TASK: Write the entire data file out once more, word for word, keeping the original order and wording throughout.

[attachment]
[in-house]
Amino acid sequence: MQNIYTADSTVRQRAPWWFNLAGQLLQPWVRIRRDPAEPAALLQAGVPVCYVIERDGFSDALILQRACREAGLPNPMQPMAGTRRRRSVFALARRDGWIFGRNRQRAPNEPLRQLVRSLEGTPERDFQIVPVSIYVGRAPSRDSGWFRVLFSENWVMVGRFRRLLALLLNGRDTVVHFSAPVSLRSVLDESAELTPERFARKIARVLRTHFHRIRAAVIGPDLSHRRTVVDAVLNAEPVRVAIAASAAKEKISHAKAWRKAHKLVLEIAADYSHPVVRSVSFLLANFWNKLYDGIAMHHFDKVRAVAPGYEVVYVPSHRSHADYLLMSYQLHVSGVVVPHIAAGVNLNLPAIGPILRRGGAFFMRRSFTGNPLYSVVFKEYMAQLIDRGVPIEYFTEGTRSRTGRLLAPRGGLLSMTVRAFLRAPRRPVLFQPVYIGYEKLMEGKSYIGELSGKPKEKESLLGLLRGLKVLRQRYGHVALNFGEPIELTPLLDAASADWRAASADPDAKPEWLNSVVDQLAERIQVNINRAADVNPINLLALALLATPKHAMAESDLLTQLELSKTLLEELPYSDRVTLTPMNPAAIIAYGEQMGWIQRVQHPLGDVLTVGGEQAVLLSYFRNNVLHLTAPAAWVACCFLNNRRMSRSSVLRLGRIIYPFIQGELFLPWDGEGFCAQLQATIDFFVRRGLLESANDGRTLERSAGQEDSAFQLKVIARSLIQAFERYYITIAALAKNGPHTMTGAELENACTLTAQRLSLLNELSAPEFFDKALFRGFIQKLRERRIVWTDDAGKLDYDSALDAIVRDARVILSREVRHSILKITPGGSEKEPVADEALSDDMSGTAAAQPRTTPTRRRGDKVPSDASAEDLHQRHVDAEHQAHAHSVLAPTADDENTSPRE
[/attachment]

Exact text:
[in-house]
Amino acid sequence: MQNIYTADSTVRQRAPWWFNLAGQLLQPWVRIRRDPAEPAALLQAGVPVCYVIERDGFSDALILQRACREAGLPNPMQPMAGTRRRRSVFALARRDGWIFGRNRQRAPNEPLRQLVRSLEGTPERDFQIVPVSIYVGRAPSRDSGWFRVLFSENWVMVGRFRRLLALLLNGRDTVVHFSAPVSLRSVLDESAELTPERFARKIARVLRTHFHRIRAAVIGPDLSHRRTVVDAVLNAEPVRVAIAASAAKEKISHAKAWRKAHKLVLEIAADYSHPVVRSVSFLLANFWNKLYDGIAMHHFDKVRAVAPGYEVVYVPSHRSHADYLLMSYQLHVSGVVVPHIAAGVNLNLPAIGPILRRGGAFFMRRSFTGNPLYSVVFKEYMAQLIDRGVPIEYFTEGTRSRTGRLLAPRGGLLSMTVRAFLRAPRRPVLFQPVYIGYEKLMEGKSYIGELSGKPKEKESLLGLLRGLKVLRQRYGHVALNFGEPIELTPLLDAASADWRAASADPDAKPEWLNSVVDQLAERIQVNINRAADVNPINLLALALLATPKHAMAESDLLTQLELSKTLLEELPYSDRVTLTPMNPAAIIAYGEQMGWIQRVQHPLGDVLTVGGEQAVLLSYFRNNVLHLTAPAAWVACCFLNNRRMSRSSVLRLGRIIYPFIQGELFLPWDGEGFCAQLQATIDFFVRRGLLESANDGRTLERSAGQEDSAFQLKVIARSLIQAFERYYITIAALAKNGPHTMTGAELENACTLTAQRLSLLNELSAPEFFDKALFRGFIQKLRERRIVWTDDAGKLDYDSALDAIVRDARVILSREVRHSILKITPGGSEKEPVADEALSDDMSGTAAAQPRTTPTRRRGDKVPSDASAEDLHQRHVDAEHQAHAHSVLAPTADDENTSPRE